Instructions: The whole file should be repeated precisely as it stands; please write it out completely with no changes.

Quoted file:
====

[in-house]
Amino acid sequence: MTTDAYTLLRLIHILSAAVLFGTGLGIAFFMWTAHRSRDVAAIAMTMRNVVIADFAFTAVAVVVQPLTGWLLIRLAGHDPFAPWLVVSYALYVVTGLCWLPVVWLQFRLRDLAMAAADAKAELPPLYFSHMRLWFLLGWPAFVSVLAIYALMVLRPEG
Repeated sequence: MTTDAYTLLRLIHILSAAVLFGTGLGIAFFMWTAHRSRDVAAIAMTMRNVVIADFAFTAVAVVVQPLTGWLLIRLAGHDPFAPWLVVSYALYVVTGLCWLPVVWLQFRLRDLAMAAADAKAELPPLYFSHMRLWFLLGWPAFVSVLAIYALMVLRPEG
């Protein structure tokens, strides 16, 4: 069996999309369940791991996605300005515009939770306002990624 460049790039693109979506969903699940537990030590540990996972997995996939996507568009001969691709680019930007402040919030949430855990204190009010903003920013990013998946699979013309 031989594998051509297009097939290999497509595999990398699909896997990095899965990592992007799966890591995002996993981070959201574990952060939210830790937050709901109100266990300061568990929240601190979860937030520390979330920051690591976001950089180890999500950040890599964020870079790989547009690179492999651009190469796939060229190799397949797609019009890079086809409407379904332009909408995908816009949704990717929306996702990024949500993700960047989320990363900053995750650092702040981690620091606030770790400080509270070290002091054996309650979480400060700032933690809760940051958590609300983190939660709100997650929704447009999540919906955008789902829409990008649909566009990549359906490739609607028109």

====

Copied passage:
[in-house]
Amino acid sequence: MTTDAYTLLRLIHILSAAVLFGTGLGIAFFMWTAHRSRDVAAIAMTMRNVVIADFAFTAVAVVVQPLTGWLLIRLAGHDPFAPWLVVSYALYVVTGLCWLPVVWLQFRLRDLAMAAADAKAELPPLYFSHMRLWFLLGWPAFVSVLAIYALMVLRPEG
Repeated sequence: MTTDAYTLLRLIHILSAAVLFGTGLGIAFFMWTAHRSRDVAAIAMTMRNVVIADFAFTAVAVVVQPLTGWLLIRLAGHDPFAPWLVVSYALYVVTGLCWLPVVWLQFRLRDLAMAAADAKAELPPLYFSHMRLWFLLGWPAFVSVLAIYALMVLRPEG
């Protein structure tokens, strides 16, 4: 069996999309369940791991996605300005515009939770306002990624 460049790039693109979506969903699940537990030590540990996972997995996939996507568009001969691709680019930007402040919030949430855990204190009010903003920013990013998946699979013309 031989594998051509297009097939290999497509595999990398699909896997990095899965990592992007799966890591995002996993981070959201574990952060939210830790937050709901109100266990300061568990929240601190979860937030520390979330920051690591976001950089180890999500950040890599964020870079790989547009690179492999651009190469796939060229190799397949797609019009890079086809409407379904332009909408995908816009949704990717929306996702990024949500993700960047989320990363900053995750650092702040981690620091606030770790400080509270070290002091054996309650979480400060700032933690809760940051958590609300983190939660709100997650929704447009999540919906955008789902829409990008649909566009990549359906490739609607028109």